Overnight Energy: Perry replacement faces Ukraine questions at hearing | Dem chair demands answers over land agency's relocation | Ocasio-Cortez, Sanders unveil $180B Green New Deal public housing plan

Overnight Energy: Perry replacement faces Ukraine questions at hearing | Dem chair demands answers over land agency's relocation | Ocasio-Cortez, Sanders unveil $180B Green New Deal public housing plan
© Greg Nash

PERRY REPLACEMENT DODGES UKRAINE QUESTIONS: Energy secretary nominee Dan Brouillette on Thursday moved one step closer to confirmation, receiving words of praise from members of the Senate Energy and Natural Resources Committee, despite lingering questions from Democrats about any potential involvement in Ukraine.

Brouillette, currently the deputy secretary for the Department of Energy (DOE), was nominated to the post after Secretary Rick PerryRick PerryNew Energy secretary cancels Paris trip amid mass strikes against Macron proposal Mellman: The 'lane theory' is the wrong lane to be in Overnight Energy: Critics call EPA air guidance 'an industry dream' | New Energy secretary says Trump wants to boost coal | EPA looks to speed approval of disputed industry pollution permits MORE announced he would leave the position in October. But Perry's exit comes as questions have been raised about his role in the Ukraine controversy engulfing the White House.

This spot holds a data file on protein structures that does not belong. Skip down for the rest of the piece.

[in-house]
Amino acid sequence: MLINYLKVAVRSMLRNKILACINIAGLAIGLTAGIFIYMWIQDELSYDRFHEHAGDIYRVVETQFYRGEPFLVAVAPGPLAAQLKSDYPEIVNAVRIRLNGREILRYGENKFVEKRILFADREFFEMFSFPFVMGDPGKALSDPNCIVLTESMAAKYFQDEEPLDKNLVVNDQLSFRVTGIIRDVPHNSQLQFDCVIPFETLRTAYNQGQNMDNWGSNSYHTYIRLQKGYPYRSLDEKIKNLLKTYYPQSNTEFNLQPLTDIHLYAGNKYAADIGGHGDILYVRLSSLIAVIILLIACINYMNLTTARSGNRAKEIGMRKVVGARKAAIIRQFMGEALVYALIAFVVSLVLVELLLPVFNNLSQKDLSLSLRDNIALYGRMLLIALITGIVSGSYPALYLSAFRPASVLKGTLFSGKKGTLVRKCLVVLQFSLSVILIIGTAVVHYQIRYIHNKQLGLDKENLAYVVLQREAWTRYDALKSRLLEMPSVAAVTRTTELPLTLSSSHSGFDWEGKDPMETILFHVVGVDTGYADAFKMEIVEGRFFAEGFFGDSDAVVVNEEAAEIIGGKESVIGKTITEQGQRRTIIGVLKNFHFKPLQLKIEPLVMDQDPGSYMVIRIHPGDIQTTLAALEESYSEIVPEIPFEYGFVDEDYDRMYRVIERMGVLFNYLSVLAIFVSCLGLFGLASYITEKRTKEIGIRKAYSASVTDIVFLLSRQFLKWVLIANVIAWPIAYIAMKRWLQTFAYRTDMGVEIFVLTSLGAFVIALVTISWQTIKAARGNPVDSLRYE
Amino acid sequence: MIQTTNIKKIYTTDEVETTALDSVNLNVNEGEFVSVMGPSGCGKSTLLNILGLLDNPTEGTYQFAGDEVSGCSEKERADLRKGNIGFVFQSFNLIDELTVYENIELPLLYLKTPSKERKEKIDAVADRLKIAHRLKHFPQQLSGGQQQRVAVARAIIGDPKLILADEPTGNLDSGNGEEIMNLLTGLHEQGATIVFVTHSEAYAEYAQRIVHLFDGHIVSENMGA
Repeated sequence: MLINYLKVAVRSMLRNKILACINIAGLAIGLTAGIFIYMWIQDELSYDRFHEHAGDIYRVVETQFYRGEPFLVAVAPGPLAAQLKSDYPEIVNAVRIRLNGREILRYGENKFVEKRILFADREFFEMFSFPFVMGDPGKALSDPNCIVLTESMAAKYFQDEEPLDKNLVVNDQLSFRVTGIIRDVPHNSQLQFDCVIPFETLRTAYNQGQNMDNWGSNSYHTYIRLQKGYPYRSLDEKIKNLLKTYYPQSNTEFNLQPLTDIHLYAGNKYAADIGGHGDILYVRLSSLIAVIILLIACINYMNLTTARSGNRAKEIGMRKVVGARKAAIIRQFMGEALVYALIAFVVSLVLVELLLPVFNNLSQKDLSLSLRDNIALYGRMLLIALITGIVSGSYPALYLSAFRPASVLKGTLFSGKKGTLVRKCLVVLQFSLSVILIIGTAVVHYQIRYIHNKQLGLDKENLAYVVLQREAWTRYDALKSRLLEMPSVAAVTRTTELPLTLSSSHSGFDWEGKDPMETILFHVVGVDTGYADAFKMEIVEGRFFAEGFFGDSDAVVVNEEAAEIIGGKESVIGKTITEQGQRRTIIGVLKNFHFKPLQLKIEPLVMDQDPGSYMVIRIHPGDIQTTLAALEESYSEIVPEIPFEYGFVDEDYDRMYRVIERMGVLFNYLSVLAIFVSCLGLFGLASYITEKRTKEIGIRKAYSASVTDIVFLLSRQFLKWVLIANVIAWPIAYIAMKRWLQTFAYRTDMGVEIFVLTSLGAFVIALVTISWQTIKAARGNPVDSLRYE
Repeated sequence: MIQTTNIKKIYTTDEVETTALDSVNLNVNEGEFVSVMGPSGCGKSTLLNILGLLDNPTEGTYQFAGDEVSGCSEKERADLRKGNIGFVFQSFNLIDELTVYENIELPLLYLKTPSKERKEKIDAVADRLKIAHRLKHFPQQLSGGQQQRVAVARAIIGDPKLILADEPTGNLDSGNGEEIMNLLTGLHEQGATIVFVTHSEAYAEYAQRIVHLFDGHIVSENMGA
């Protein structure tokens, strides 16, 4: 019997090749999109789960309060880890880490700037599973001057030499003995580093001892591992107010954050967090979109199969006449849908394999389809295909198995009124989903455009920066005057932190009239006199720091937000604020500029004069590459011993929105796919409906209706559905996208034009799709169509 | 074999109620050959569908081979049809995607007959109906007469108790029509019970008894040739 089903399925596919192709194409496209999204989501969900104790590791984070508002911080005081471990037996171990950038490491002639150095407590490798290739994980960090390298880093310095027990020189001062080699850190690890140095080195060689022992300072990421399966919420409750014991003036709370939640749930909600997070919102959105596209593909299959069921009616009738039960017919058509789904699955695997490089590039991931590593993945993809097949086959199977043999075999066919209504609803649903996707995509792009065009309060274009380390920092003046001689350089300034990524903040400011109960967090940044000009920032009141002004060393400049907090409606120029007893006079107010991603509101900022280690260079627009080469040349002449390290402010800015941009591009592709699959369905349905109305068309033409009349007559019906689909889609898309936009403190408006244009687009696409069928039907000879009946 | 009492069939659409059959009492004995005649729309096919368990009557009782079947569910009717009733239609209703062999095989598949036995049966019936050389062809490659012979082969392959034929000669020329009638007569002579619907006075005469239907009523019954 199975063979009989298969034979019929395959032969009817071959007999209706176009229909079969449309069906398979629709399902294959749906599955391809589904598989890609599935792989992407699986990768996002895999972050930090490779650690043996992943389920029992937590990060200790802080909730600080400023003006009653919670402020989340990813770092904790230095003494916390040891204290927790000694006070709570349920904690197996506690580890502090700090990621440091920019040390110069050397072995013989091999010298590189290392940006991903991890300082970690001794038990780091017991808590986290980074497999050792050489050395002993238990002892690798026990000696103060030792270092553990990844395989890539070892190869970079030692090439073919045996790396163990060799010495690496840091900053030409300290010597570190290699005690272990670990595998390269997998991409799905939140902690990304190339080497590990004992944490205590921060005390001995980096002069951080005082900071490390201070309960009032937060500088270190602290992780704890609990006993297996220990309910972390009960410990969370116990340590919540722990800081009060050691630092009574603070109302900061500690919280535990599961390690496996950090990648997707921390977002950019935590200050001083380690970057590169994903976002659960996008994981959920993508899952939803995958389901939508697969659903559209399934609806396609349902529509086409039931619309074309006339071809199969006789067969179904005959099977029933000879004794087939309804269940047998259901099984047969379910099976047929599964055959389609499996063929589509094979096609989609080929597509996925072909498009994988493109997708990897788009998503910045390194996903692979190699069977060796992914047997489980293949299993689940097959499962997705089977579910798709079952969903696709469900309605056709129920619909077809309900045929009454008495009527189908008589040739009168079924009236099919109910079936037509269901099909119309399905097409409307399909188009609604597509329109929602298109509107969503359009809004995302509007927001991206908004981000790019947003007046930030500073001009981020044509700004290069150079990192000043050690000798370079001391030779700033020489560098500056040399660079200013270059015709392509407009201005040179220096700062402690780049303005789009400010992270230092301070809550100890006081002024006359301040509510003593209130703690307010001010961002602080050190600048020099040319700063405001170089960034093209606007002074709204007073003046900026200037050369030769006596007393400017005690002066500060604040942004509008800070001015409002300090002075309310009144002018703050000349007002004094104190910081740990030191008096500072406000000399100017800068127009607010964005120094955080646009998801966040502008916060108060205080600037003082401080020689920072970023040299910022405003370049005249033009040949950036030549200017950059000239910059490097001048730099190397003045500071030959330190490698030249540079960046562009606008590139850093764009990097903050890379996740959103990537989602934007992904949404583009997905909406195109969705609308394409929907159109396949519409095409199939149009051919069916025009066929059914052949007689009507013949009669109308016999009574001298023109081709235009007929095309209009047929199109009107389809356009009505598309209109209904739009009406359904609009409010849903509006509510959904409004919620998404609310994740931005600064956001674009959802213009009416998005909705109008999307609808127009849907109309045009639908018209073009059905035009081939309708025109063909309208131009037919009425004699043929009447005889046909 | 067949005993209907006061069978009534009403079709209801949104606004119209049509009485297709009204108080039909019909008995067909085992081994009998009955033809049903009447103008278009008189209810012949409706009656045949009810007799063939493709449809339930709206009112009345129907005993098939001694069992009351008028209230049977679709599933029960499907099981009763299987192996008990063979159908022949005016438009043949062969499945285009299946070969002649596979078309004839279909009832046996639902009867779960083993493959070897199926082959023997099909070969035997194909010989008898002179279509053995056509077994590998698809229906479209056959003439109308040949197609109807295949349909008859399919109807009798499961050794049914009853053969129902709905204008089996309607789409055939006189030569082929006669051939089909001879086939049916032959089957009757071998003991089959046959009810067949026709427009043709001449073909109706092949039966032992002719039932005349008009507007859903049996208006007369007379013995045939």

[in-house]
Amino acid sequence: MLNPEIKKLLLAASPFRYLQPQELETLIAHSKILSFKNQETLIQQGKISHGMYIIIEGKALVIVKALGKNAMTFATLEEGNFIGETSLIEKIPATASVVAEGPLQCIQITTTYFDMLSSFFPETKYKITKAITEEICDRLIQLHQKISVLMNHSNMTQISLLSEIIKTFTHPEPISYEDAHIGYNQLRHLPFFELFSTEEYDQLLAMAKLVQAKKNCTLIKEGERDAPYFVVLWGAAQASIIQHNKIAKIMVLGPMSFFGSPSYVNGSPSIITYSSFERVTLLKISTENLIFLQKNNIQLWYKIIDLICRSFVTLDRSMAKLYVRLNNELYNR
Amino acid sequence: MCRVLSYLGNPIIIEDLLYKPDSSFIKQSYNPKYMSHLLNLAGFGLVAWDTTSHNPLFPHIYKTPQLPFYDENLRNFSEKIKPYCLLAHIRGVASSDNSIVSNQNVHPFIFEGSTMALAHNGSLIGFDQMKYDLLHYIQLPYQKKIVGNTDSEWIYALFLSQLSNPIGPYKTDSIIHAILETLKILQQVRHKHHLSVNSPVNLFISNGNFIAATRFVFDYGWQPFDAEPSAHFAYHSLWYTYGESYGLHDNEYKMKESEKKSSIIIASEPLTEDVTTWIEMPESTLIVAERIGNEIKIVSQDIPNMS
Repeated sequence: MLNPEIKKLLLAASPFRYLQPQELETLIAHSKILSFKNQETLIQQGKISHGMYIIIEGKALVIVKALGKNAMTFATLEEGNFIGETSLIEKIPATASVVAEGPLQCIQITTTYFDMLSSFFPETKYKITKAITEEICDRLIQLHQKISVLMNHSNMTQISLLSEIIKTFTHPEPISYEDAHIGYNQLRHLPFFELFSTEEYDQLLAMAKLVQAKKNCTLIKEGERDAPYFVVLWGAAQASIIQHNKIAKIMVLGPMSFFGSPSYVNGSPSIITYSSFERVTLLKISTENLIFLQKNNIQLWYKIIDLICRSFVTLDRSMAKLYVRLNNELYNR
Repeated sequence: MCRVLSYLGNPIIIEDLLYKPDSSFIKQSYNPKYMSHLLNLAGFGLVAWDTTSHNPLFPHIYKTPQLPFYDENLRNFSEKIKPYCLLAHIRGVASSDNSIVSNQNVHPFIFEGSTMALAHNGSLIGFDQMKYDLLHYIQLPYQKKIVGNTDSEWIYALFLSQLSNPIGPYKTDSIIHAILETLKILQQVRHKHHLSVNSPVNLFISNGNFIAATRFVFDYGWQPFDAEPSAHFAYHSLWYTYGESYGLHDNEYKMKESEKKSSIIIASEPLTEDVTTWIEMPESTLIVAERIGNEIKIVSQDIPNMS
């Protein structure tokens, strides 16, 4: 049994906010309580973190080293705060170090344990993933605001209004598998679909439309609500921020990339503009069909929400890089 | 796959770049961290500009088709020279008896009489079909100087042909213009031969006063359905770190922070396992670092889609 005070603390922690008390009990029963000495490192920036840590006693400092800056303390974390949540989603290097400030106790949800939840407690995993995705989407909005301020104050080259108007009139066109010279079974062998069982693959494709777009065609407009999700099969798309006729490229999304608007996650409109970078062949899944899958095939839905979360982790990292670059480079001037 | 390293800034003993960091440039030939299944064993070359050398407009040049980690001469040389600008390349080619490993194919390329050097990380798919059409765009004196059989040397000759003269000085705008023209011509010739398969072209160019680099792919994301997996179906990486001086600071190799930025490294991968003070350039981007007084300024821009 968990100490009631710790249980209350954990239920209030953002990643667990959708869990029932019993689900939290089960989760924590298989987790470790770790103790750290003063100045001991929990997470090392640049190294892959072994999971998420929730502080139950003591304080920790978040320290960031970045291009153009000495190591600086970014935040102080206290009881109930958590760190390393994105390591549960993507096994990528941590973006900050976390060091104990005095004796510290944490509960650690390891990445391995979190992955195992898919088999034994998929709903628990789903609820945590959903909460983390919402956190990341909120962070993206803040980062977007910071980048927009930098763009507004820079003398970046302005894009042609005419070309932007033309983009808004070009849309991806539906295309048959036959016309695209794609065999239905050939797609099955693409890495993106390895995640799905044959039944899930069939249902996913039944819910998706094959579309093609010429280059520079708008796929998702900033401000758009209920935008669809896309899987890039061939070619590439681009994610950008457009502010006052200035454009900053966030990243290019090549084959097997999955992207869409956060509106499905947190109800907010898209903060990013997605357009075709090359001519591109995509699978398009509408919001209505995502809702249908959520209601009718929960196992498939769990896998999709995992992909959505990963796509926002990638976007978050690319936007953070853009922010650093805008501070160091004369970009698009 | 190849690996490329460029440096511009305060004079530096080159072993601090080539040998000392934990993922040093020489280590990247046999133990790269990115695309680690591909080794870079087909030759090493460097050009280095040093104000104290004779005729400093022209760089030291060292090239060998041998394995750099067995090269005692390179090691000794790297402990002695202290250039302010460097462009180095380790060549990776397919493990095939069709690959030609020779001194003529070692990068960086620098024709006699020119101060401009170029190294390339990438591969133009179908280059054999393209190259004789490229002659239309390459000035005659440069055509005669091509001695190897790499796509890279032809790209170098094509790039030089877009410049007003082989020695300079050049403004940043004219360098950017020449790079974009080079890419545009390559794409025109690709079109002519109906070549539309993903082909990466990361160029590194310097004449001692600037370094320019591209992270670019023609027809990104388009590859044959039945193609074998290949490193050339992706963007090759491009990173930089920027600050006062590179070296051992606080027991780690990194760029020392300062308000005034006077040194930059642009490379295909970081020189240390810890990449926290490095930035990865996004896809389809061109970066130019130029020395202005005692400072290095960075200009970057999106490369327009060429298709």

President TrumpDonald John TrumpTrump says he will 'temporarily hold off' on declaring Mexican drug cartels as terror organization House Judiciary Committee formally receives impeachment report Artist behind gold toilet offered to Trump sells banana duct-taped to a wall for 0,000 MORE has cited Perry as the impetus for taking the controversial July 25 call with Ukrainian President Volodymyr Zelensky that spurred an impeachment inquiry into him.